Center for Civic Engagement at UMass Dartmouth Receives Service Learning Leader Award from the Massachusetts Department of Elementary and Secondary Education
UMass Dartmouth recognized for expansion of Service Learning in the region and LEADS program in Fall River and New Bedford public school systems
The Massachusetts Board of Elementary and Secondary Education recognized the outstanding efforts of the Center for Civic Engagement at the University of Massachusetts Dartmouth at its' annual statewide conference on service learning on May 4 at the College of Holy Cross in Worchester.
The Center for Civic Engagement is part of the University's School of Education, Public Policy, and Civic Engagement, which works to improve educational attainment levels in the region through teacher education, education policy changes, and civic engagement.
This award recognizes an outstanding institution of higher education whose representative's partner with public schools in order to promote service-learning, civic engagement and community improvement. Kristen McKinnon, Service-Learning Specialist for the Massachusetts Department of Elementary and Secondary Education, said, "It is clear that you provide leadership for K-12 students and faculty in your region to engage in high-quality service-learning. Your enthusiasm and dedication to this work serves as a model for others to follow."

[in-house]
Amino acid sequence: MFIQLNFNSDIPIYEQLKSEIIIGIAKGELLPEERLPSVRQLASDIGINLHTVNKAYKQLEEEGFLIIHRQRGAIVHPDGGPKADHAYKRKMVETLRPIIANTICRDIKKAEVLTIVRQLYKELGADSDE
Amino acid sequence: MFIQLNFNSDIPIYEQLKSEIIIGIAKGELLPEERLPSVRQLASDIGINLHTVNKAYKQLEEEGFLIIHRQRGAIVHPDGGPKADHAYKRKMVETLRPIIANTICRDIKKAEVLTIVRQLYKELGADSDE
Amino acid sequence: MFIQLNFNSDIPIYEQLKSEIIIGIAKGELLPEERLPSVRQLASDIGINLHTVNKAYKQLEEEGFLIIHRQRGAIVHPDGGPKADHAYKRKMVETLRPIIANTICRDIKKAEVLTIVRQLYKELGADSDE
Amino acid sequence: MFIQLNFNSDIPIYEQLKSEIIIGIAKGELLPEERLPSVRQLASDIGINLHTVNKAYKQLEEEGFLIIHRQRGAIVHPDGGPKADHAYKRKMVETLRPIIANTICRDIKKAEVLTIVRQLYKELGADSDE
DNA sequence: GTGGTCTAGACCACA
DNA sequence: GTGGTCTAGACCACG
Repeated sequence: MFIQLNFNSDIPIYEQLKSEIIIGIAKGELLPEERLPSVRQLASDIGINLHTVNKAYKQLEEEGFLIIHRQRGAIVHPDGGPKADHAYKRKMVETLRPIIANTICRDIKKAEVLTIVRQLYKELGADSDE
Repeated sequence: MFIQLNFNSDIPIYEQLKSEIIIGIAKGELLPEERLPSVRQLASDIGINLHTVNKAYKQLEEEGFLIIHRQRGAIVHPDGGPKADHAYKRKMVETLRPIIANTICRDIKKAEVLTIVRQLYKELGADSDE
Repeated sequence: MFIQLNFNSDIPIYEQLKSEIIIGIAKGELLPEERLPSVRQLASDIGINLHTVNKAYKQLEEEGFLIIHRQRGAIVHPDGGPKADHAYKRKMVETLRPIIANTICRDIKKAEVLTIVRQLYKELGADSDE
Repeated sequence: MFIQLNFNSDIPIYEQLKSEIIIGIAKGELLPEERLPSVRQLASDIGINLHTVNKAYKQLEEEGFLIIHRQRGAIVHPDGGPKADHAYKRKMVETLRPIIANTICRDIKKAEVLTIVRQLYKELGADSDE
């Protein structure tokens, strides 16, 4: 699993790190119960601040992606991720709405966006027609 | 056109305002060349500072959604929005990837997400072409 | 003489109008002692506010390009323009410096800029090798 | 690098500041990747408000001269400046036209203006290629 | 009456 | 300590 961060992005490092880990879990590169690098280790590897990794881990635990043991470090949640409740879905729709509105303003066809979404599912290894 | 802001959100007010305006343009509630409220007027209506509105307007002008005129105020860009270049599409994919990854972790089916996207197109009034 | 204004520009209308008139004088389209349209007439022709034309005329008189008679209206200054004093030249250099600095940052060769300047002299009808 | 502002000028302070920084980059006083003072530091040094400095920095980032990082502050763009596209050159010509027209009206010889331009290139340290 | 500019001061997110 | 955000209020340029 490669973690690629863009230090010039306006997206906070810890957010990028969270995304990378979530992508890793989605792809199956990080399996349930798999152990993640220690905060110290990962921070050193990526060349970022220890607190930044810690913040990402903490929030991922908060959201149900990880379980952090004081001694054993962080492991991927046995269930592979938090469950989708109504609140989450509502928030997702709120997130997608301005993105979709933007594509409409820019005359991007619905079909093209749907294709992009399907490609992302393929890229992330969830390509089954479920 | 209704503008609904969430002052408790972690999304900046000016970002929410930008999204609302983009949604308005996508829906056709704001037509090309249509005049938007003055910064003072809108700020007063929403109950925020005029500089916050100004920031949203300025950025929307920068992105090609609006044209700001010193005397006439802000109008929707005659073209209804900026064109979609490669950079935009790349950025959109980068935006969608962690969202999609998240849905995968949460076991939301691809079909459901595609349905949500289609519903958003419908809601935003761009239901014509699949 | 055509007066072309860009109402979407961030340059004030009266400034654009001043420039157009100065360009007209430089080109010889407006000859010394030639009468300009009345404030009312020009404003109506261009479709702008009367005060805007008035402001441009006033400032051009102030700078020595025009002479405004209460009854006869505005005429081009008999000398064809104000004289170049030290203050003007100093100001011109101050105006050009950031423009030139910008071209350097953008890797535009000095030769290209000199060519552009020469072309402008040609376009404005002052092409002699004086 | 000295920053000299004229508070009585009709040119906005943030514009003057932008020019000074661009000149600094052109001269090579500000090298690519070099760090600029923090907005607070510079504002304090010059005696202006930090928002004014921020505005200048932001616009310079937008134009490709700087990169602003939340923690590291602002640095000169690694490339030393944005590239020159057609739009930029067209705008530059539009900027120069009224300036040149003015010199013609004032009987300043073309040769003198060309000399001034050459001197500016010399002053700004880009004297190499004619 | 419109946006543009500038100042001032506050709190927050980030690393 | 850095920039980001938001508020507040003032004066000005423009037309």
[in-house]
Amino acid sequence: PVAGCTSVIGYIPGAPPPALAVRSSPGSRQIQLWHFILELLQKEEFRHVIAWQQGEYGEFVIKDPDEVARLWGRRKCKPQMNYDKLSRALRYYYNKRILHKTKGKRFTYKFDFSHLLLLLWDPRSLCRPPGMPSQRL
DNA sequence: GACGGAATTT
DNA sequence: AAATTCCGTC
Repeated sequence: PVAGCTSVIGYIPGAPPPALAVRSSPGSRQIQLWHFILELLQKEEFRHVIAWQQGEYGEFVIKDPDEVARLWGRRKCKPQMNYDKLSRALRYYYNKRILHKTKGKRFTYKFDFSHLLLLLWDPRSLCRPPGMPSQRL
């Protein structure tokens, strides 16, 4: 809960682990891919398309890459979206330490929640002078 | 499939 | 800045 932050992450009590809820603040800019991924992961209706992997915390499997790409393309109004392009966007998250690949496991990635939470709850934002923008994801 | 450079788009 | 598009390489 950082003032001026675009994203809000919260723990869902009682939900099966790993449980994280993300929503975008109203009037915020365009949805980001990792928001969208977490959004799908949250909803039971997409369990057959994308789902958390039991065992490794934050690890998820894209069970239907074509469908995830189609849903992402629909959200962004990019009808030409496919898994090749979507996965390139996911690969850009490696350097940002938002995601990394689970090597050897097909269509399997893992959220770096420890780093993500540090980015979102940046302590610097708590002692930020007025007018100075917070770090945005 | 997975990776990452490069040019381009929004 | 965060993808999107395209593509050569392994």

Service learning is a way of teaching that involves students in "real life" projects that benefit the community. It is a teaching and learning approach that integrates community service with academic study to enrich learning, teaches civic responsibility, and strengthens communities. Dr. Matthew Roy, Director of the Center for Civic Engagement, said, "Service learning helps students get involved in their communities at a young age, setting them on a path toward active citizenship as adults."
The Center for Civic Engagement is involved in many service learning projects, including placing more than 250 University students in grade schools to assist with literacy issues in the America Reads program. Quite possibly the biggest undertaking of the Center is to see that every University of Massachusetts Dartmouth student has the opportunity to be involved in a service learning class prior to graduation. Projects mentioned during the ceremony included the Volunteer Income Tax Assistance (VITA) program and the LEADS program.
In the VITA project, UMass business students assist low income community members with filing taxes. This past year, New Bedford residents were the beneficiary of more than $1.4 million in earned income tax credits due to VITA.
LEADS (Leadership for Educational Attainment Developed through Service) is a program designed and developed by Dr. Roy. The program places University students in the Fall River and New Bedford Public school systems teaching leadership through community service projects. Grade school children have done projects like starting a food pantry, having a hunger banquet, planting community gardens, and producing educational videos.
"The award is great because it recognizes our hard work, but the real reward will be when some of these young people engaged by University students choose to stay in school, become productive adults, and give back to our community," Dr. Roy said.
Author: "John Hoey"
School of Education, Public Policy and Civic Engagement
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